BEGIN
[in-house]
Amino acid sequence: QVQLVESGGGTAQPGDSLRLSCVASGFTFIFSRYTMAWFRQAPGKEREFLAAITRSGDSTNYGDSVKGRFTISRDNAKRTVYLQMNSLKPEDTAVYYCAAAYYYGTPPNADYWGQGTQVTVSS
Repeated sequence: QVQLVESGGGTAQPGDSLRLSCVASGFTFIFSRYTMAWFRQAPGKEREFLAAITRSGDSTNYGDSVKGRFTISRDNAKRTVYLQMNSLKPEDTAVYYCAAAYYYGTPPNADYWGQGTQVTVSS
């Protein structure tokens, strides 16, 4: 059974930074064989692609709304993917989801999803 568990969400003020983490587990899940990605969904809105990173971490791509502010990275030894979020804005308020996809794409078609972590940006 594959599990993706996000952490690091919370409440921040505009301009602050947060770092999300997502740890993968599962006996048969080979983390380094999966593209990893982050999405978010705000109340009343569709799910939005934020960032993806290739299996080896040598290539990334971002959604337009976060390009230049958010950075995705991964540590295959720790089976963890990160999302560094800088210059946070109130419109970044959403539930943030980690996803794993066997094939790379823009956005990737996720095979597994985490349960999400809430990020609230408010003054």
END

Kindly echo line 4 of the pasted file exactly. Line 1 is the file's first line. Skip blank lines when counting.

């Protein structure tokens, strides 16, 4: 059974930074064989692609709304993917989801999803 568990969400003020983490587990899940990605969904809105990173971490791509502010990275030894979020804005308020996809794409078609972590940006 594959599990993706996000952490690091919370409440921040505009301009602050947060770092999300997502740890993968599962006996048969080979983390380094999966593209990893982050999405978010705000109340009343569709799910939005934020960032993806290739299996080896040598290539990334971002959604337009976060390009230049958010950075995705991964540590295959720790089976963890990160999302560094800088210059946070109130419109970044959403539930943030980690996803794993066997094939790379823009956005990737996720095979597994985490349960999400809430990020609230408010003054």